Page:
US stocks dropped on Friday after Texas and Florida rolled back reopening measures, raising fresh fears that the coronavirus would derail an economic recovery. Banks were among Wall Street’s sharpest fallers after the US Federal Reserve told them to limit shareholder payouts. In New York the S&P 500 ended down 2.4 per cent for its lowest close since June 11.
China stocks closed the shortened three-session week on a firmer note, as investors cheered Beijing’s latest reforms in its capital markets.
Global markets dropped on Wednesday as rising US Covid-19 cases and new quarantine measures fuelled fears that the virus could derail an economic recovery. Markets in the US and Europe slid, with the FTSE 100 and the Euro Stoxx 50 both closing 3.1 per cent lower. On Wall Street, the S&P 500 was down 2.8 per cent and the Nasdaq Composite 2.4 per cent lower by lunchtime trading, while the dollar rallied.
Jun.23 -- Mandy Lui, head of wealth and retail distribution for Greater China and Southeast Asia at Barings, discusses the outlook for China's economy, stocks and credit. She speaks with Tom Mackenzie and David Ingles on "Bloomberg Markets: China Open."
Japanese shares edged lower on Monday as worries about the growing number of coronavirus infections across the world kept investors on edge.
(Bloomberg) -- Stocks rose for a third day as optimism over a recovering U.S. economy overrode concern that coronavirus cases are worsening in locations ranging from Texas to China. Treasury yields rose and the dollar strengthened.The S&P 500 climbed 1.9%, with energy, health care and materials leading all 11 industry sectors higher in the biggest gain in more than a week. The benchmark index initially surged after data showed U.S. retail sales jumped by the most on record. Federal Reserve Chairman Jerome Powell said the U.S. economy may be bottoming out during his semi-annual policy report to Congress.“Right now there’s more cross currents than I can ever remember,” said John Porter, chief investment officer of equities at Mellon Investments. “The weight of where investors are focusing day-to-day really swings wildly from fears of the second wave, concerns about escalating tensions with China, complete vacuum of visibility on earnings.”Stocks briefly pared gains after Florida reported that new cases rose to the highest level since the pandemic began and Texas saw hospitalizations surge. Elsewhere, Beijing shut its schools on concern about new infections.“It shows you that the market is still extremely reactive in both directions to any virus-related news, especially on the upside when it’s good news,” said Liz Ann Sonders, chief investment strategist at Charles Schwab & Co.Government stimulus has been a key feature of the global equities rally, despite soaring unemployment and signs that a second wave of the virus has started to emerge. Now there are signals that more economic support is on the way.The Trump administration is preparing a nearly $1 trillion infrastructure proposal as part of its push to spur the world’s largest economy back to life, according to people familiar with the plan. On top of that, the Fed will start buying individual corporate bonds.“The Fed is delivering on its promise to do whatever it takes,” said Todd Jablonski, chief investment officer at Principal Portfolio Strategies. “They can’t however offset the volatility that comes with risk assets as the number of cases picks up.”Elsewhere, oil climbed above $38 a barrel in New York amid signs of improving demand and declining production.These are some key events coming up:Policy decisions from the Bank of England and the Swiss National Bank are due later this week.The New York Stock Exchange may allow a limited number of market makers to return to its historic trading floor Wednesday.These are some of the main moves in markets:For more articles like this, please visit us at bloomberg.comSubscribe now to stay ahead with the most trusted business news source.©2020 Bloomberg L.P.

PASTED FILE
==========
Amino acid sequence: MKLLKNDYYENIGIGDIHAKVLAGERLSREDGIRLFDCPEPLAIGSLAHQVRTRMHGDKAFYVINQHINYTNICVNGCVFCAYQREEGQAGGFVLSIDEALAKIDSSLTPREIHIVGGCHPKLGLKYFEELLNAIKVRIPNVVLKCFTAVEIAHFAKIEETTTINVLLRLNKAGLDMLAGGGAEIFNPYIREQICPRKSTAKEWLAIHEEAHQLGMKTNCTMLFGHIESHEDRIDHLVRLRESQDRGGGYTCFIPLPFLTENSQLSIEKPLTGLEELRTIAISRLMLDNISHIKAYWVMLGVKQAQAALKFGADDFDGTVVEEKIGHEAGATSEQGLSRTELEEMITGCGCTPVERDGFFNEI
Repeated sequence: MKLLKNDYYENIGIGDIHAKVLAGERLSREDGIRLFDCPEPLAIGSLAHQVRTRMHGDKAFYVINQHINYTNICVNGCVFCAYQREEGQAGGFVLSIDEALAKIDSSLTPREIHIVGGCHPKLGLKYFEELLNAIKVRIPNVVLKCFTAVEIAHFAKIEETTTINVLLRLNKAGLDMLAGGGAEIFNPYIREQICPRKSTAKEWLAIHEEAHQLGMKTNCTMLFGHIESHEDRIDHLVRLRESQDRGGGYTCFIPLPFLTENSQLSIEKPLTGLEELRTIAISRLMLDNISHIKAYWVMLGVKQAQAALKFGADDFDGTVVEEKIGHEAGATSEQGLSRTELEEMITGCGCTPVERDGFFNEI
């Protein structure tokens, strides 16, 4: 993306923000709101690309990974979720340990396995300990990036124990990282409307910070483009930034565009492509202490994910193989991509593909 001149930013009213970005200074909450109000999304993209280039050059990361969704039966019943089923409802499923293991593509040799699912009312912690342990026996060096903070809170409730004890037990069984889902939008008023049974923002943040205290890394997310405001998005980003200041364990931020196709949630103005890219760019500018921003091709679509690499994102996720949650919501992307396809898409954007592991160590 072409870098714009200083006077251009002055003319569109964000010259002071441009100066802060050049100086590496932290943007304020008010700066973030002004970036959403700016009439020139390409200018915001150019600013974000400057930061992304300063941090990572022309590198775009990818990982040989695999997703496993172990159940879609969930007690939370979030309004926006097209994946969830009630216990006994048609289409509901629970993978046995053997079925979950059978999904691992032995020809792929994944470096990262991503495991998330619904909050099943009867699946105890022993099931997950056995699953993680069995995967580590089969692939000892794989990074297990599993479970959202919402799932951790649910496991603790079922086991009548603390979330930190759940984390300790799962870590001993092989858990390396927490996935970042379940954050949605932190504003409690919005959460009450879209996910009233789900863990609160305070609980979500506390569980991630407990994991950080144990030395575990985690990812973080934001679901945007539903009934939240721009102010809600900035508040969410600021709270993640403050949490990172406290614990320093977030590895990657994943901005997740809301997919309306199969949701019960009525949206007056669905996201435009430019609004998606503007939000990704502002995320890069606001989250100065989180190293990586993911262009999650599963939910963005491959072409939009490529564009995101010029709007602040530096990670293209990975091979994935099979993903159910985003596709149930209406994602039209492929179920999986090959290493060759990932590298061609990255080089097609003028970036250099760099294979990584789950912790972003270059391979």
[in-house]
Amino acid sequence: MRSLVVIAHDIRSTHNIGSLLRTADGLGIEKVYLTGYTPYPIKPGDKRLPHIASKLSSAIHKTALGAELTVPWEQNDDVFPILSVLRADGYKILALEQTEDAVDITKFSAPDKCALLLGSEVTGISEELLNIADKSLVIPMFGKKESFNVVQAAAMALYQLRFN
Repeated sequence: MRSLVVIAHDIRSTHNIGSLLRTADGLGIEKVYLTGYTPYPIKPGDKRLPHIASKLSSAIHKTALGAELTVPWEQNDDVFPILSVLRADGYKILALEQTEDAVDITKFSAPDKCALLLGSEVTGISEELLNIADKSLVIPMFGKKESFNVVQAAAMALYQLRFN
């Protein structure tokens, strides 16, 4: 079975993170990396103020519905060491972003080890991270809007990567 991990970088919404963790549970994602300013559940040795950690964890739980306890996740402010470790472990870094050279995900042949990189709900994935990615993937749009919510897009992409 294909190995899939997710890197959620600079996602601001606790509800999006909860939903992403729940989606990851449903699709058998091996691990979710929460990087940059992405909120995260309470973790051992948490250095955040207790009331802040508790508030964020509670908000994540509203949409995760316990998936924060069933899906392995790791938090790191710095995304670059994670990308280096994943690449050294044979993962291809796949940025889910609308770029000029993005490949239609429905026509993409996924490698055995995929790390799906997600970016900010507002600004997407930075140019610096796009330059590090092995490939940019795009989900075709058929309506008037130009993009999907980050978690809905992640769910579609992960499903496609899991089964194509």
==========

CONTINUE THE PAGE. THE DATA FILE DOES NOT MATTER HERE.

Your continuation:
China’s industrial output expanded 4.4% in May from a year earlier but the gain was less than expected, official data showed on Monday.
The Australian stock market was notably lower on Thursday after the Federal Reserve projected a sharp contraction for the U.S. economy this year.